Developing a Digital-First Approach to Risk Management

The world has leaned further and further into the digital realm, largely thanks to a younger, more tech-dependent generation.

The Covid-19 pandemic accelerated a years-long push toward online and mobile banking use. Does your institution have a true digital banking strategy to deliver simple and secure digital banking services to your customers? As the primary channel through which customers conduct nearly all their banking activities, digital is your bank now.

But as more consumers turn to digital channels, cybercriminals are following suit — as demonstrated by increasing incidents of fraud and unauthorized account access. To mitigate cybersecurity threats and protect your customers, your bank’s risk management strategy now requires a digital-first approach.

Risk Management in Digital Banking
Even though customers demand digital transformation, delivering frictionless experiences comes with certain inherent challenges and risks. Once you identify these hurdles, you can mitigate them so that your institution can move forward.

The most pressing digital banking risk management issues fall into two categories: overcoming organizational challenges and mitigating regulatory risks. Each of them has several considerations and variables your institution should consider.

Overcoming Organizational Challenges

Outdated corporate culture: Entrenched processes and perspectives can stall your digital transformation. Promoting a more forward-thinking culture must start at the top and flow down in order for the entire institution to embrace change. Confirm your bank’s risk management personnel are onboard, and involve them from the beginning to ensure a secure and safe transformation.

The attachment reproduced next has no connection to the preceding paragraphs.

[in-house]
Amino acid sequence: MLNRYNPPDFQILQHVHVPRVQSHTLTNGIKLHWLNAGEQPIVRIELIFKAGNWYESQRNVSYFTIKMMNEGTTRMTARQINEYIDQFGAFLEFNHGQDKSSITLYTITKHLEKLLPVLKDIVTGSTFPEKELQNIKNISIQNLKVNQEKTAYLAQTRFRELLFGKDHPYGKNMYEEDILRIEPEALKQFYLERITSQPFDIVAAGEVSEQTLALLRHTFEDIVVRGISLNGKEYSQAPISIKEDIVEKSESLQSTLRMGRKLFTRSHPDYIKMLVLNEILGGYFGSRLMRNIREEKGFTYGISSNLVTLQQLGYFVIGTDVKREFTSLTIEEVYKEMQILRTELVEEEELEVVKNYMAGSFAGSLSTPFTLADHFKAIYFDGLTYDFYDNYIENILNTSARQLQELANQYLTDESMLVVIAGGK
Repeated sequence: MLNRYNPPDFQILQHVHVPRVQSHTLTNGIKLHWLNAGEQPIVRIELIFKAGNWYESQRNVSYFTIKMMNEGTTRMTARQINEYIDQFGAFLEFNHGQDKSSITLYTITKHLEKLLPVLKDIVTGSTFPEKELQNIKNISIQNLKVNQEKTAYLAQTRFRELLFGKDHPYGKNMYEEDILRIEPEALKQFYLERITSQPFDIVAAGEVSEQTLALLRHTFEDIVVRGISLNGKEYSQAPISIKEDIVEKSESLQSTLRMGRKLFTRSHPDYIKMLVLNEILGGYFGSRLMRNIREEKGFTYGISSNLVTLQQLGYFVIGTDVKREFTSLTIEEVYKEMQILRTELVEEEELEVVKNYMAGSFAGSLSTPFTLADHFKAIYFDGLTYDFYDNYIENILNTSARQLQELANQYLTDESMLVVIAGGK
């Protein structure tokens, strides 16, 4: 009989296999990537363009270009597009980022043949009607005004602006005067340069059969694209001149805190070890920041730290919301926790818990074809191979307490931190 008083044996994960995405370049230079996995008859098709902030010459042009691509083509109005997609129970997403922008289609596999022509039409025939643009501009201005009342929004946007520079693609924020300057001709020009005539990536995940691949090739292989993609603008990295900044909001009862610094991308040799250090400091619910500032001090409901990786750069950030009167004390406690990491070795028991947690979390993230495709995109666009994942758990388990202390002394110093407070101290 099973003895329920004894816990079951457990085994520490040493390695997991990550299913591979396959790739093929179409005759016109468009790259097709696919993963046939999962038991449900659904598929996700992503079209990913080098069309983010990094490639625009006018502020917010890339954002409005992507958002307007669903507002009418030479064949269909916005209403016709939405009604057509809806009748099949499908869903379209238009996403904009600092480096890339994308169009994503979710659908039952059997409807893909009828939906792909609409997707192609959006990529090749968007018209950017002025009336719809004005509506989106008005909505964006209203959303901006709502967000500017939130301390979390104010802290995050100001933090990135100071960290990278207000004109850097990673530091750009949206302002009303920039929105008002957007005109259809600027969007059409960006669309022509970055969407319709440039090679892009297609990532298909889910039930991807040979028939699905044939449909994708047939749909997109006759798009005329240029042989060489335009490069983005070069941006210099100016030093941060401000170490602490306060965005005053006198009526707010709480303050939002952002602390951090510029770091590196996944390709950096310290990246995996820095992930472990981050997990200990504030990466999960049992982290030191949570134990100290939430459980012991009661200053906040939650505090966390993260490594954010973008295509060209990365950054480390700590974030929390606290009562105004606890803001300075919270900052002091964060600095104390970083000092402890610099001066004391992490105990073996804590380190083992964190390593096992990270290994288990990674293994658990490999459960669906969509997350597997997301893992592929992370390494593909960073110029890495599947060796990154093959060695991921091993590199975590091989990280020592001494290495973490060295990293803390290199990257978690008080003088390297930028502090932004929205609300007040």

Refocusing of key positions: Some of your bank’s key positions may change in response to digital transformation. Digitization may shift the focus of some, but these positions are still critical to the institution’s success. For example, instead of manually performing tasks, employees working in an operations department may begin focusing on automating processes for the institution.

Resistance to change: Many institutions have executives that will champion progress, while others are resistant to the changes required to adopt a digital-first approach. Identify the champions at your institution and empower them to lead your digital transformation.

Lack of innovative thought leadership: It will take true out-of-the-box thinking to digitally compete with the big banks and emerging fintech companies. Encourage that kind of modern thinking within your institution.

Misguided beliefs: Quash any notions that a mobile banking app is the only component of a digital strategy, or that a digital-first approach means that personalization is no longer needed. Back-end operations and internal processes must fully support a digital environment that effectively identifies and fulfills individual customer needs based on their actions and behaviors — without adding friction to the customer experience.

Mitigating Regulatory Risks

Digital compliance and cybersecurity: Banks operating in a digital environment must still comply with all applicable laws and regulations. This includes paying attention to uniquely digital processes that are covered under specific rules, such as electronically signing documents per the E-Sign Act. To mitigate risk, institutions should invest in technology designed to ensure compliance and strengthen cybersecurity.

Third-party risk management: Many banks are outsourcing all or part of their digital strategy to fintechs and other third-party vendors out of necessity. But institutions are still ultimately responsible for all functions, whether they are performed internally or externally. A robust vendor management program is key to avoiding unqualified third-party providers. A provider must understand applicable regulatory requirements, be able to adhere to them and guarantee compliance.